We got to the Music City Center a little earlier than most because we didn’t account for the 1 hour time gain between Eastern and Central time zones.  As 9am approached I watched the large room we were in begin to fill with techies, marketers, developers, designers, and more. When the annual international Wordcamp for 2018 kicked off there was a lot of buzz about what the next year held in store for all of us in the room. Anxiety over some of the biggest changes WordPress has undergone since its inception was tangible. Most of us in this room had built a significant portion of our livelihood on the dependability, user friendliness, and relatively low cost to use WordPress.  

 

At Epic Nine, 99% of the sites we develop are created in WordPress. Several years ago I made the decision to go with WordPress because it is supported by a worldwide community of developers and it is still the best choice when user friendliness and versatility are important. A decade ago some of the contenders included Droopal, Joomla, and the CMS I cut my teeth on, Text Pattern. Now the challengers include SquareSpace, Wix, and any number of up and coming CMS’s. Some of them put emphasis on user-friendliness and sacrifice versatility, or vice versa.  The new changes in WordPress 5.0 launch WordPress into a class of it’s own, where it has the potential to be the most user-friendly website platform as well as the most versatile.

 

Up to this point I had always taken the WordPress community for granted.  They don’t demand recognition or exact any sort of fee to use the software that powers close to 1/3 of all websites on the internet.  In my mind the community behind the advancement of WordPress had been a quiet giant neither soliciting or requiring much attention. That was about to change.

 

The conference itself was incredible.  We had the opportunity to sit at the feet of people who have helped design, build, and optimize more of the web than any other group of people alive. However, many of those in attendance, including myself, had built their livelihood around this software that for the most part had continued along a fairly straight upward trajectory and the changes with WordPress 5.0 threatened that.  It didn’t take long for me to see that many of the rumors of this threat were based more on laziness and an unwillingness to change with the times than legitimate fears that the new WordPress would make website development worse.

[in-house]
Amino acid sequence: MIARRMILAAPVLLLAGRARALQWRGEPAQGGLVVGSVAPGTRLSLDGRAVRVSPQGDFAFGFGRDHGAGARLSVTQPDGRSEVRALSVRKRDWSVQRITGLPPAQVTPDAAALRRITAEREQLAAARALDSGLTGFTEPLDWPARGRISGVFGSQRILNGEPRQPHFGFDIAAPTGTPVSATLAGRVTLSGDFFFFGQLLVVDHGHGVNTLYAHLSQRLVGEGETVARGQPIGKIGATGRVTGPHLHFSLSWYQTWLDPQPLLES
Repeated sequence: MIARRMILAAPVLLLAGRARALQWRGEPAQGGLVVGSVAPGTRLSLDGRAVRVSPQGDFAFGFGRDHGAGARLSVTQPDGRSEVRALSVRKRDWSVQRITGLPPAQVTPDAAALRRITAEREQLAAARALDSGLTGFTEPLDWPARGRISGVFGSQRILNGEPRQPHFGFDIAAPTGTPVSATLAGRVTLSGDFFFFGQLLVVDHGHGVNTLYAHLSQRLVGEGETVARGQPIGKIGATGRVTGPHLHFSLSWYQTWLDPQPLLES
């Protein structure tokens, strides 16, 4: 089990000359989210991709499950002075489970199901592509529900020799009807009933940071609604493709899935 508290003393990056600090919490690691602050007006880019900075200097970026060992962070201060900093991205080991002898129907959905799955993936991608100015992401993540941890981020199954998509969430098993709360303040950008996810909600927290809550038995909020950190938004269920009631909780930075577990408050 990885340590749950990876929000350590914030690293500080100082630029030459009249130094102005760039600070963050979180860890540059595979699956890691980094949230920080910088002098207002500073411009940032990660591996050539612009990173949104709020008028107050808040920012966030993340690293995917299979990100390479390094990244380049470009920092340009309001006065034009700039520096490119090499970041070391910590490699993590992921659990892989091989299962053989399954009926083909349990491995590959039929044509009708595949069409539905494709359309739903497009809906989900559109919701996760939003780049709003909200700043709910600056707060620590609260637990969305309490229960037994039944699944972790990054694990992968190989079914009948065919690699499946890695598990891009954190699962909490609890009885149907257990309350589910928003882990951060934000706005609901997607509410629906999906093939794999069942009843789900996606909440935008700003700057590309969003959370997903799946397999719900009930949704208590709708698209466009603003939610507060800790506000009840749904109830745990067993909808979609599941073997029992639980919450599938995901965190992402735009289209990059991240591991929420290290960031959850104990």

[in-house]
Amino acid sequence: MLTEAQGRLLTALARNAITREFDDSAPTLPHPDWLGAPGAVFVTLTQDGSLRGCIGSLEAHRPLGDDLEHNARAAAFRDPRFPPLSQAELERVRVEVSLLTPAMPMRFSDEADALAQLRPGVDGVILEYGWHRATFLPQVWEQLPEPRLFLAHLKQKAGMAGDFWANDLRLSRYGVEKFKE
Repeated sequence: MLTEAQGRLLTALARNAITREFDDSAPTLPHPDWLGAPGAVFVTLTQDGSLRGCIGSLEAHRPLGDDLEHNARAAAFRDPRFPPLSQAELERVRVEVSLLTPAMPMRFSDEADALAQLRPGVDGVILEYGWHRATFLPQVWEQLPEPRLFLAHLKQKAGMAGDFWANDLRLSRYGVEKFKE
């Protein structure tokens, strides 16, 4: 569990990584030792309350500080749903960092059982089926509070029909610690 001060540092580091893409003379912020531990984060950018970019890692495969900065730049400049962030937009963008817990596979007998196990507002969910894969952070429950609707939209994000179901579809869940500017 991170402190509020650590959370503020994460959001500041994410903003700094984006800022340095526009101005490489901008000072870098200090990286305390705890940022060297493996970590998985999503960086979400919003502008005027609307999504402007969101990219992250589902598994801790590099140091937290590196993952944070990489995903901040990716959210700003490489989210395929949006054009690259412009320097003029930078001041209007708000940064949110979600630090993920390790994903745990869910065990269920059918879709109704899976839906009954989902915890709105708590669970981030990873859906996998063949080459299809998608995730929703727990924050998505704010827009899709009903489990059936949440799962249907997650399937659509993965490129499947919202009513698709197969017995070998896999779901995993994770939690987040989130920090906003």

The main change in WordPress 5.0, the new editor dubbed ‘Gutenberg’, had undergone a year of scrutiny with beta trials and continual rebukes from the active online community.  The pre-launch Gutenberg plugin still has a 2 star rating on wordpress.org. People are naturally opposed to change. Web designers and developers aren’t any different. And while this change requires more work on our part (we had spent 7 years focused on PHP – Gutenberg relies mostly on JavaScript) it will make the lives of our clients much easier and ultimately make the web even better.  The mission of the WordPress community has been to democratize publishing. It has made it extremely simple for anyone to launch a blog or craft a website. When the power of Gutenberg is harnessed in the hands of a talented designer/developer it gives that mission super powers.

 

So what does Gutenberg do exactly?  Colby, our resident WordPress developer will dissect it in a future blog post. But in a nutshell it allows users to not only create content but to also create layouts and design elements straight in the editor without the need for 3rd party plugins.

 

And while Gutenberg is a huge step forward for the WordPress community it is only a small part of a much larger picture.  The last day of WordCamp was focused on improving WordPress. Sunday at 10am we walked into a large hall where hundreds of volunteers were divided into teams of developers, designers, and marketers.  They were all working to make this software better… for free. Some were dedicated to making sure it performs faster, more securely, and more efficiently, others were passionate about making sure it was accessible to all users, including those with disabilities.  And there were others who were working to make sure the admin area is as user friendly as it can be.

 

The mountain of processes, revisions, and systems that this group has dedicated to WordPress would give enterprise software companies a run for their money.  And added to the volunteers, were hundreds of paid developers that had been donated by other software companies to help make WordPress better. They are a part of an initiative called Five for the Future. A program where businesses that benefit from WordPress give 5% of their resources back to its development and progress.

 

So, why do we build most of our sites in WordPress?  Because it has survived a decade and a half, outlasted most of its competition to this point, and is still on an upward rise as the internet continues its evolution.  I often tell our clients that if you can imagine it on the screen we can make WordPress do it. And with the constant progression of this platform we can say that even more confidently than before.

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